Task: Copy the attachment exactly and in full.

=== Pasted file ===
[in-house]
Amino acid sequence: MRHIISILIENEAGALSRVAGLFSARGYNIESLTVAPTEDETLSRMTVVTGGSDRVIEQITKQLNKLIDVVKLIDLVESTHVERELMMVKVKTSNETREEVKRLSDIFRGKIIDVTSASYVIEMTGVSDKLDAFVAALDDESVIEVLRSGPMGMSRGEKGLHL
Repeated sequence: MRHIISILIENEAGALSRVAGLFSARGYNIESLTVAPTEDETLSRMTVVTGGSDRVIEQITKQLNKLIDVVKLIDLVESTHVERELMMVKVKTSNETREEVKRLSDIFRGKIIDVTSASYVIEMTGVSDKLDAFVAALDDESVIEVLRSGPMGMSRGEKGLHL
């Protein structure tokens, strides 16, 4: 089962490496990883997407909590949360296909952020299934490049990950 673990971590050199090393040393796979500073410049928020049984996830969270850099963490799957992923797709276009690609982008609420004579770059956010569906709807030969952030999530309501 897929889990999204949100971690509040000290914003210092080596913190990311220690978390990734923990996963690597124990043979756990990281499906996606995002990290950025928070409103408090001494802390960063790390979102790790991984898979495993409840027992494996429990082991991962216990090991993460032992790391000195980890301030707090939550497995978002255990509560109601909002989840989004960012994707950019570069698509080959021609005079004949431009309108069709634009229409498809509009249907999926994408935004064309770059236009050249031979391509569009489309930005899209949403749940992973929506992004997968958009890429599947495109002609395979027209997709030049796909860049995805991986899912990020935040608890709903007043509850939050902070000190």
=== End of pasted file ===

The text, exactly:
[in-house]
Amino acid sequence: MRHIISILIENEAGALSRVAGLFSARGYNIESLTVAPTEDETLSRMTVVTGGSDRVIEQITKQLNKLIDVVKLIDLVESTHVERELMMVKVKTSNETREEVKRLSDIFRGKIIDVTSASYVIEMTGVSDKLDAFVAALDDESVIEVLRSGPMGMSRGEKGLHL
Repeated sequence: MRHIISILIENEAGALSRVAGLFSARGYNIESLTVAPTEDETLSRMTVVTGGSDRVIEQITKQLNKLIDVVKLIDLVESTHVERELMMVKVKTSNETREEVKRLSDIFRGKIIDVTSASYVIEMTGVSDKLDAFVAALDDESVIEVLRSGPMGMSRGEKGLHL
């Protein structure tokens, strides 16, 4: 089962490496990883997407909590949360296909952020299934490049990950 673990971590050199090393040393796979500073410049928020049984996830969270850099963490799957992923797709276009690609982008609420004579770059956010569906709807030969952030999530309501 897929889990999204949100971690509040000290914003210092080596913190990311220690978390990734923990996963690597124990043979756990990281499906996606995002990290950025928070409103408090001494802390960063790390979102790790991984898979495993409840027992494996429990082991991962216990090991993460032992790391000195980890301030707090939550497995978002255990509560109601909002989840989004960012994707950019570069698509080959021609005079004949431009309108069709634009229409498809509009249907999926994408935004064309770059236009050249031979391509569009489309930005899209949403749940992973929506992004997968958009890429599947495109002609395979027209997709030049796909860049995805991986899912990020935040608890709903007043509850939050902070000190």